Dr. Roy Sinclair
Weightlifting Builder - Inducted 2011
Dr. Roy Sinclair was the first Canadian official to become qualified as an International Weightlifting Federation #3 official and the first to reach #1 official certification allowing him to referee up to and including the Olympics. He conducted official’s clinics across Canada. Dr. Sinclair’s most significant contribution to weightlifting is the “Sinclair Bodyweight Formula” - a statistical method that identifies the athlete who, pound-for-pound lifts the most weight. Adopted by the International Weightlifting Federation in 1979 and used worldwide, the formula is recalculated every four years using the latest world records, therefore never becoming outdated.
Dr. Sinclair has officiated at most Alberta weightlifting competitions dating back to the first one in 1958. Active for more than 50 years in Alberta with the Provincial Weightlifting Association, he was President from 1976-77 and again in 1985-87 and has been a member of many technical committees. He was recruited to the Canadian Weightlifting Federation Officials committee in the mid-1970s and has served in various capacities for more than 40 years.
Dr. Sinclair was one of seven vice-chairmen for the 1978 Edmonton Commonwealth Games and acted as the Officials Coordinator. He also had assignments at the 1978 Can/Am Championships in Brandon, Manitoba, the 1980 Pan Americans in Cuba, the 1993 I.W.F. World Masters in Atlanta, Georgia, the 1997 World Masters in Florida, and the 2005 World Masters Games in Edmonton.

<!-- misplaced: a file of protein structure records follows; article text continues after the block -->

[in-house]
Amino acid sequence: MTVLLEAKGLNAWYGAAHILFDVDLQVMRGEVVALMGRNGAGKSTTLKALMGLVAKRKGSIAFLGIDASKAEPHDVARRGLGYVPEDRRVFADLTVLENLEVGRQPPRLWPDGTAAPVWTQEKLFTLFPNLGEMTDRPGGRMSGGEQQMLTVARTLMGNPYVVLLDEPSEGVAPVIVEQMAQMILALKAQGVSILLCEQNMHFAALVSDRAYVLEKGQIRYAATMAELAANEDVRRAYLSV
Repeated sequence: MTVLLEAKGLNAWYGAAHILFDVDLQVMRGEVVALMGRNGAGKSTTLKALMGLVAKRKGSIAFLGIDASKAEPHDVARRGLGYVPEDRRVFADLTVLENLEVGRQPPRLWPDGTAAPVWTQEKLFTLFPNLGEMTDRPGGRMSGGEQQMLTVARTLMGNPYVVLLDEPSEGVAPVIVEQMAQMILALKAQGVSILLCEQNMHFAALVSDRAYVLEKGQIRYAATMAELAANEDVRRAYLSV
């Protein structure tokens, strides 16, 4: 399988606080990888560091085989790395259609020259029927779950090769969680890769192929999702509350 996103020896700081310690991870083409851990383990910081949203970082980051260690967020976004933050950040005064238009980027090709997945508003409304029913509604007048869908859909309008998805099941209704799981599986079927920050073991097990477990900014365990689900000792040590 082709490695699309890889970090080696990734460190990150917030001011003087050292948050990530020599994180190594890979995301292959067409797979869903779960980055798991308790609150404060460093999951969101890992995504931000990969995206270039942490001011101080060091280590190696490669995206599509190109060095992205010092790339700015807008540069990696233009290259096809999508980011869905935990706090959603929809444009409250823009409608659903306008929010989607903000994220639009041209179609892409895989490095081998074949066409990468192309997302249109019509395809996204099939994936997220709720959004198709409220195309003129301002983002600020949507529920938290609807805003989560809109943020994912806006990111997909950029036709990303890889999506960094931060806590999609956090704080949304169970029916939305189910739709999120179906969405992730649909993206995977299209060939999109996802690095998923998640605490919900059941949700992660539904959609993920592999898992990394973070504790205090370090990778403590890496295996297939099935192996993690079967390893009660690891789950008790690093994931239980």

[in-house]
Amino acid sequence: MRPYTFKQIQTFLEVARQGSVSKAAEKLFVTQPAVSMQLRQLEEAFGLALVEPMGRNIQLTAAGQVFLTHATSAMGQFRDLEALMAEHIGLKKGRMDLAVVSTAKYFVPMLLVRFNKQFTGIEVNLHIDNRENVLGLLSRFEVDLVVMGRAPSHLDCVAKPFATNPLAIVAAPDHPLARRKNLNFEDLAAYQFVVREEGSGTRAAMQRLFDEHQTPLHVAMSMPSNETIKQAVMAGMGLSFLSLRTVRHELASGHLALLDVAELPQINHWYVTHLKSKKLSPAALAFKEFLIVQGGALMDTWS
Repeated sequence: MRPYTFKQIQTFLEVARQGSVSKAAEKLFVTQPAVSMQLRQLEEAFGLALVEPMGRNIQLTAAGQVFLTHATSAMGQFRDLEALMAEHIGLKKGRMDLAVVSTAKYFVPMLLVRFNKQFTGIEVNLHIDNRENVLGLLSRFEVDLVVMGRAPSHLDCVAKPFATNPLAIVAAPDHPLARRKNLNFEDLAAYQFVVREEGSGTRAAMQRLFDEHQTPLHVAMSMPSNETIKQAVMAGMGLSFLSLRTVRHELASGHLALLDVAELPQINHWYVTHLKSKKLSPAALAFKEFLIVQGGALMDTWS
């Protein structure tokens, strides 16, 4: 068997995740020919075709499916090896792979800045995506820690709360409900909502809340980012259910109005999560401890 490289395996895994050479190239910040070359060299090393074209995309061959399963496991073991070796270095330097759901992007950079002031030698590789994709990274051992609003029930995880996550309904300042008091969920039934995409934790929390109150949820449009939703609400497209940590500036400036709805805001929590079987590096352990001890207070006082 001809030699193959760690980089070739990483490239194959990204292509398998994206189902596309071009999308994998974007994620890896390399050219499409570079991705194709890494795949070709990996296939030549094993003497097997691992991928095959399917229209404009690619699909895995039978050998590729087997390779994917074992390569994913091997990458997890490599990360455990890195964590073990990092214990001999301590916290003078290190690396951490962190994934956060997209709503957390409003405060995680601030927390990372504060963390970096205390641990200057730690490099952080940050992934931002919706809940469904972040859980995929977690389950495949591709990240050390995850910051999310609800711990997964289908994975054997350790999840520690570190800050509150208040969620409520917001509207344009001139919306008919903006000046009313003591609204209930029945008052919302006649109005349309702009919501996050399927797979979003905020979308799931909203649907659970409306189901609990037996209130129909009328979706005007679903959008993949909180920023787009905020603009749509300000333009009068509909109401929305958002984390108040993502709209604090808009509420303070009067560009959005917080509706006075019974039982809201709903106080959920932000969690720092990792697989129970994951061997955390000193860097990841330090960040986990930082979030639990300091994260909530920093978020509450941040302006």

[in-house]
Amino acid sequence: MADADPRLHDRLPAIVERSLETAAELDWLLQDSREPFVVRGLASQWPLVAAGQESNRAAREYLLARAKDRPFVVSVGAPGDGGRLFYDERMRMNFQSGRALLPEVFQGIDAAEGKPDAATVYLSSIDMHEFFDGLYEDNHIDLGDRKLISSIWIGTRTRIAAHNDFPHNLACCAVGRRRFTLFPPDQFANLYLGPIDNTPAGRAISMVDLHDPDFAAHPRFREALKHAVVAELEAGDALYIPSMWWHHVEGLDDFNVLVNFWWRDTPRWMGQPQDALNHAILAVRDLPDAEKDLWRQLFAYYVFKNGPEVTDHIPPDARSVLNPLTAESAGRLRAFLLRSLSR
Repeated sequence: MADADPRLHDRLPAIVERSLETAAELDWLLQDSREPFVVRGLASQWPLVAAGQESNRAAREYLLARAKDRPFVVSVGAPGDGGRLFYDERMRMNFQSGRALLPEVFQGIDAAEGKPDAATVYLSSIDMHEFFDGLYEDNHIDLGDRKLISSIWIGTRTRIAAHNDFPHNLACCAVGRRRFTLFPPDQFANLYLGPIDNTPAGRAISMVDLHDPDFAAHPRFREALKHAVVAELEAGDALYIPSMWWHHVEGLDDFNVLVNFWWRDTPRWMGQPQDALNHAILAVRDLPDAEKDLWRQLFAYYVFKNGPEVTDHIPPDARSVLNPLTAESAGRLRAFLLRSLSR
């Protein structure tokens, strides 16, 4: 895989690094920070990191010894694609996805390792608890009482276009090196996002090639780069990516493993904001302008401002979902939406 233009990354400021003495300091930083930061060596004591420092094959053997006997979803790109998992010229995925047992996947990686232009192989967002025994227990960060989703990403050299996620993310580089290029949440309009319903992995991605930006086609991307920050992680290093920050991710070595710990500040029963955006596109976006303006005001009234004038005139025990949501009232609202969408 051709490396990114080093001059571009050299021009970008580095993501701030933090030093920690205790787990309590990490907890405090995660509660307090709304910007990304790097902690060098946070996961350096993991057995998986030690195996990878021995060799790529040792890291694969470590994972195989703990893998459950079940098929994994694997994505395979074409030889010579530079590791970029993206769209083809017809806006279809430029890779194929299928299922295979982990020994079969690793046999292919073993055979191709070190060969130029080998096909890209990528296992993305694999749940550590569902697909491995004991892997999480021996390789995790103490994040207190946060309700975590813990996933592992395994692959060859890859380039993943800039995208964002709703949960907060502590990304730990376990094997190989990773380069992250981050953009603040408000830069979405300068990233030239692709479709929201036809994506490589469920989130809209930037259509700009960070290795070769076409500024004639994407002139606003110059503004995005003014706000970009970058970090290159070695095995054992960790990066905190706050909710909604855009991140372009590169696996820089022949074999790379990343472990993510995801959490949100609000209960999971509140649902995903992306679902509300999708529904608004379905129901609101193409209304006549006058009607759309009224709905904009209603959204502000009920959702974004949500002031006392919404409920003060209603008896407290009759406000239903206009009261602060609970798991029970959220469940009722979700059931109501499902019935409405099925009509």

In 1980, Dr. Sinclair was awarded the Alberta Achievement Award in recognition of the I.W.F. adopting his weightlifting formula.
Roy Sinclair was referred to as "a walking encyclopedia," and was always striving to learn. As a young man, he graduated from the U of A with the highest marks and then attended the Massachusetts Institute of Technology. While there, he was able to attend a lecture by Albert Einstein on the theory of relativity and he also saw Martin Luther King Jr. deliver a speech.
His love of weight lifting was just a part of his lifetime commitment to staying in shape, both physically and mentally. "If his hands weren't holding a dumbbell, they held a book." He loved to ride his bike and was often seen riding it to work at the U of A.
Parkinson's disease took away his balance and mobility in his last year of life.
Roy Sinclair passed away March 19, 2015 at the age of 85. He was born in 1929.